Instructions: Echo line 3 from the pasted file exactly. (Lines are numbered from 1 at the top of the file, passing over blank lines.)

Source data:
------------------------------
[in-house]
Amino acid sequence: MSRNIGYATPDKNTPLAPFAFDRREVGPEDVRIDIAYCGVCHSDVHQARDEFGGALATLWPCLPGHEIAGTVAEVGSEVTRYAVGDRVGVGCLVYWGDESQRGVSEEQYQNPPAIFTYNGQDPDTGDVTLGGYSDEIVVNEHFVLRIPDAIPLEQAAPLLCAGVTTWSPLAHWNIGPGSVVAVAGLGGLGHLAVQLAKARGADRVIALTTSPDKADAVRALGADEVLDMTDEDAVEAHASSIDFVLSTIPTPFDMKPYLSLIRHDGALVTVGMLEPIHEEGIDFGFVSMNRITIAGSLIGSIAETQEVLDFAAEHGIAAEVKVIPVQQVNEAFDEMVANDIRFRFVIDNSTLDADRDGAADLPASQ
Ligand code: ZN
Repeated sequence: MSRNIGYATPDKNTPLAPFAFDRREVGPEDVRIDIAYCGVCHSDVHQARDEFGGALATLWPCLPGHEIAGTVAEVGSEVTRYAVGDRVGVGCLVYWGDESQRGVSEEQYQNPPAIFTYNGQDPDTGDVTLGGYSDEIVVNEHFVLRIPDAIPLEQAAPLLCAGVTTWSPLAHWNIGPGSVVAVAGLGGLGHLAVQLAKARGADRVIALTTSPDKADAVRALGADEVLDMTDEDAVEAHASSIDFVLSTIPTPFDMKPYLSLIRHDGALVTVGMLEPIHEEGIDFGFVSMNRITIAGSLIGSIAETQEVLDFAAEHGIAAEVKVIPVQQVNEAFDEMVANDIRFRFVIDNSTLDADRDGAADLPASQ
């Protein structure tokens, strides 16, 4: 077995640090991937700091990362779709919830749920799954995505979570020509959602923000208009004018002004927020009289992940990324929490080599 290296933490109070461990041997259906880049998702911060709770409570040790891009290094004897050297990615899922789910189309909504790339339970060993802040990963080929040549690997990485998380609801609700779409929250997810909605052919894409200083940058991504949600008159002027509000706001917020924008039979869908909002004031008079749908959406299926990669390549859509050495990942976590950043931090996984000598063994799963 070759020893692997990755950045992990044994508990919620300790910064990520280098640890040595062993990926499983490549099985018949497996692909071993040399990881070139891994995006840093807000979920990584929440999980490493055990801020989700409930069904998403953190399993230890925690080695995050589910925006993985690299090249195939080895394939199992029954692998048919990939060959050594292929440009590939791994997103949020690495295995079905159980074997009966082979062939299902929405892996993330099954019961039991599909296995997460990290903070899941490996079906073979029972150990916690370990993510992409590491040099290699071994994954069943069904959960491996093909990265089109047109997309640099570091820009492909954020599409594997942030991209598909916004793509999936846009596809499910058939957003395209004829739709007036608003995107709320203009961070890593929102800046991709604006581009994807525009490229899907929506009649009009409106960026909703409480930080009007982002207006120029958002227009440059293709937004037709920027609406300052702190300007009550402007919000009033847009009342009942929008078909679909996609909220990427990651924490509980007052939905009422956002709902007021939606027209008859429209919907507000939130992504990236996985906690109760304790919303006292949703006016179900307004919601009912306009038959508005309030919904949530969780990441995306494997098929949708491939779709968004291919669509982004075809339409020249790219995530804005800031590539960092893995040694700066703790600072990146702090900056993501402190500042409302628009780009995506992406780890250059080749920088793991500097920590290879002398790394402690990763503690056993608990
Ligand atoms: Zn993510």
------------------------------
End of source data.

Ligand code: ZN